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Episode 1430

Christ lag in Todes Banden, BWV 4
Sun, 2021-Apr-04 11:57 UTC
Length - 4:07

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Welcome to featured Wiki of the Day where we read the summary of the featured Wikipedia article every day.

The featured article for Sunday, 4 April 2021 is Christ lag in Todes Banden, BWV 4.

Christ lag in Todes Banden (also spelled Todesbanden; "Christ lay in death's bonds" or "Christ lay in the snares of death"), BWV 4, is a cantata for Easter by German composer Johann Sebastian Bach, one of his earliest church cantatas. It is agreed to be an early work partly for stylistic reasons and partly because there is evidence that it was probably written for a performance in 1707. Bach went on to complete many other works in the same genre, contributing complete cantata cycles for all occasions of the liturgical year. John Eliot Gardiner describes it as Bach's "first-known attempt at painting narrative in music". Christ lag in Todes Banden is a chorale cantata, a style in which both text and music are based on a hymn. In this instance, the source was Martin Luther's hymn of the same name, the main hymn for Easter in the Lutheran church. The composition is based on the seven stanzas of the hymn and its tune, which was derived from Medieval models. Bach used the unchanged words of a stanza of the chorale in each of the seven vocal movements, in the format of chorale variations per omnes versus (for all stanzas), and he used its tune as a cantus firmus. After an opening sinfonia, the variations are arranged symmetrically: chorus–duet–solo–chorus–solo–duet–chorus, with the focus on the central fourth stanza about the battle between Life and Death. All movements are in E minor, and Bach achieves variety and intensifies the meaning of the text through many musical forms and techniques.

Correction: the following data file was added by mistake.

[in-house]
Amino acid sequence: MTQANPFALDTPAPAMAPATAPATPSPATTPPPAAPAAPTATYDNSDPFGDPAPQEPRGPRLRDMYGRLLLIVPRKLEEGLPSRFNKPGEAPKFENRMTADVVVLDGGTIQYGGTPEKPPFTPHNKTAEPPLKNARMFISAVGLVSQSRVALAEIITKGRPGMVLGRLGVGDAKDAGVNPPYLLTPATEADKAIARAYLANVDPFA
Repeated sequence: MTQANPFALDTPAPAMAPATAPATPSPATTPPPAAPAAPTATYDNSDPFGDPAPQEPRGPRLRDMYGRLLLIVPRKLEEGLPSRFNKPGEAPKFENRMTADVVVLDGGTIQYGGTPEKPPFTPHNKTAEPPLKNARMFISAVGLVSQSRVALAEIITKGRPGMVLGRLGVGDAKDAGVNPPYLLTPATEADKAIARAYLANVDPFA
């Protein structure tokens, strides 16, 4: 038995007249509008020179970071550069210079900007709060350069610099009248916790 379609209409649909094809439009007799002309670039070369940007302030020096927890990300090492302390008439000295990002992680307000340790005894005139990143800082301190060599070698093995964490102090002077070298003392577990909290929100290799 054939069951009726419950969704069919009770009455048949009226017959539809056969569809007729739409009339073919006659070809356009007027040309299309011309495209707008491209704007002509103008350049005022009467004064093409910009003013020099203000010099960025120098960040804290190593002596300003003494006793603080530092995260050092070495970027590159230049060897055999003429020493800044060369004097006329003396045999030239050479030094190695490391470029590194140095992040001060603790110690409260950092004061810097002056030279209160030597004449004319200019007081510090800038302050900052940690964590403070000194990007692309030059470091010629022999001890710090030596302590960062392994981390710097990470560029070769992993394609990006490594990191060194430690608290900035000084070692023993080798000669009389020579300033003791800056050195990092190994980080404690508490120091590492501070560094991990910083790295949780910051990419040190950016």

Christ lag in Todes Banden is Bach's first cantata for Easter – in fact, his only extant original composition for the first day of the feast – and his earliest surviving chorale cantata. It was related to his application for a post at a Lutheran church at Mühlhausen. He later twice performed it as Thomaskantor in Leipzig, beginning in 1724 when he first celebrated Easter there. Only this second version survives. It is scored for four vocal parts and a Baroque instrumental ensemble with two components, an instrumental "choir" of cornetto and three trombones doubling the choral voices (only in the 2nd Leipzig performance in 1725 were these used), and a string section of two violins, two violas, and continuo. While this scoring reflects the resources at Bach's disposal (the cornetto and brass players would have been available because of the city band tradition in Leipzig), it was old-fashioned and exemplifies a 17th-century Choralkonzert (chorale concerto) style; the lost scoring of the earlier performances was perhaps similar.

Gardiner calls Bach's setting of Luther's hymn "a bold, innovative piece of musical drama", and observes "his total identification with the spirit and letter of Luther's fiery, dramatic hymn".

This recording reflects the Wikipedia text as of 11:57 UTC on Sunday, 4 April 2021.

For the full current version of the article, see Christ lag in Todes Banden, BWV 4 on Wikipedia.

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